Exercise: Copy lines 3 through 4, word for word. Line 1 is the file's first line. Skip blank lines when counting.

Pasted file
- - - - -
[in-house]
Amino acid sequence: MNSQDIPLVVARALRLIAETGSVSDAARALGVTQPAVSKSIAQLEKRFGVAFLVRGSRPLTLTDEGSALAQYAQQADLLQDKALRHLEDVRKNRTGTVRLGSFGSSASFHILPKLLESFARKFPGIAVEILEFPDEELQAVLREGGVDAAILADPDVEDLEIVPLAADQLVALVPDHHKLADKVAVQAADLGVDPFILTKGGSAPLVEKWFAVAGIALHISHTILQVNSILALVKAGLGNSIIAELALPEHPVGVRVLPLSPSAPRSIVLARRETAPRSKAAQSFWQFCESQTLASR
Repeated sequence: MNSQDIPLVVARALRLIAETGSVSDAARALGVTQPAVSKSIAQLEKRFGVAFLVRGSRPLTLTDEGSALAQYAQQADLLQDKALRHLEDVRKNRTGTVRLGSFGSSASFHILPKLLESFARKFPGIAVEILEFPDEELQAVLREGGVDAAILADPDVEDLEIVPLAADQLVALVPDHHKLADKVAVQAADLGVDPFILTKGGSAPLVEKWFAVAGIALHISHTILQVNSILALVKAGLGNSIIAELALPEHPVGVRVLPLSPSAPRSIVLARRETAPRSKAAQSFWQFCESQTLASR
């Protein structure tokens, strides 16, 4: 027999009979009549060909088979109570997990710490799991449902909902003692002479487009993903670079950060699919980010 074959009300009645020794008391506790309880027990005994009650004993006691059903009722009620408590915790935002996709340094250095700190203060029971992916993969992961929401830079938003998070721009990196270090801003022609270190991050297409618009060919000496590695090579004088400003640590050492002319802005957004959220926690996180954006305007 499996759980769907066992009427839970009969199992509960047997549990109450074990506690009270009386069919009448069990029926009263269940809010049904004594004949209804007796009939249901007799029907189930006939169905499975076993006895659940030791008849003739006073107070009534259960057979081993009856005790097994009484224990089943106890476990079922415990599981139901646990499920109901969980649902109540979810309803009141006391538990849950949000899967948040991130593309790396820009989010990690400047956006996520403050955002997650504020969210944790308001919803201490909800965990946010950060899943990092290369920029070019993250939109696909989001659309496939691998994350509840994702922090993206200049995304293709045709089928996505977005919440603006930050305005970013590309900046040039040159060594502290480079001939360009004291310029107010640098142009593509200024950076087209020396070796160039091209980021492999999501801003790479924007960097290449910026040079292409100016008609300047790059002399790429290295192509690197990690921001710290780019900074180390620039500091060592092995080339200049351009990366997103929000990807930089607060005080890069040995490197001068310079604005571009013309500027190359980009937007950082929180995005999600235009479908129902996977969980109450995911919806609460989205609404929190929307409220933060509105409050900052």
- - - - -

Repeated sequence: MNSQDIPLVVARALRLIAETGSVSDAARALGVTQPAVSKSIAQLEKRFGVAFLVRGSRPLTLTDEGSALAQYAQQADLLQDKALRHLEDVRKNRTGTVRLGSFGSSASFHILPKLLESFARKFPGIAVEILEFPDEELQAVLREGGVDAAILADPDVEDLEIVPLAADQLVALVPDHHKLADKVAVQAADLGVDPFILTKGGSAPLVEKWFAVAGIALHISHTILQVNSILALVKAGLGNSIIAELALPEHPVGVRVLPLSPSAPRSIVLARRETAPRSKAAQSFWQFCESQTLASR
């Protein structure tokens, strides 16, 4: 027999009979009549060909088979109570997990710490799991449902909902003692002479487009993903670079950060699919980010 074959009300009645020794008391506790309880027990005994009650004993006691059903009722009620408590915790935002996709340094250095700190203060029971992916993969992961929401830079938003998070721009990196270090801003022609270190991050297409618009060919000496590695090579004088400003640590050492002319802005957004959220926690996180954006305007 499996759980769907066992009427839970009969199992509960047997549990109450074990506690009270009386069919009448069990029926009263269940809010049904004594004949209804007796009939249901007799029907189930006939169905499975076993006895659940030791008849003739006073107070009534259960057979081993009856005790097994009484224990089943106890476990079922415990599981139901646990499920109901969980649902109540979810309803009141006391538990849950949000899967948040991130593309790396820009989010990690400047956006996520403050955002997650504020969210944790308001919803201490909800965990946010950060899943990092290369920029070019993250939109696909989001659309496939691998994350509840994702922090993206200049995304293709045709089928996505977005919440603006930050305005970013590309900046040039040159060594502290480079001939360009004291310029107010640098142009593509200024950076087209020396070796160039091209980021492999999501801003790479924007960097290449910026040079292409100016008609300047790059002399790429290295192509690197990690921001710290780019900074180390620039500091060592092995080339200049351009990366997103929000990807930089607060005080890069040995490197001068310079604005571009013309500027190359980009937007950082929180995005999600235009479908129902996977969980109450995911919806609460989205609404929190929307409220933060509105409050900052």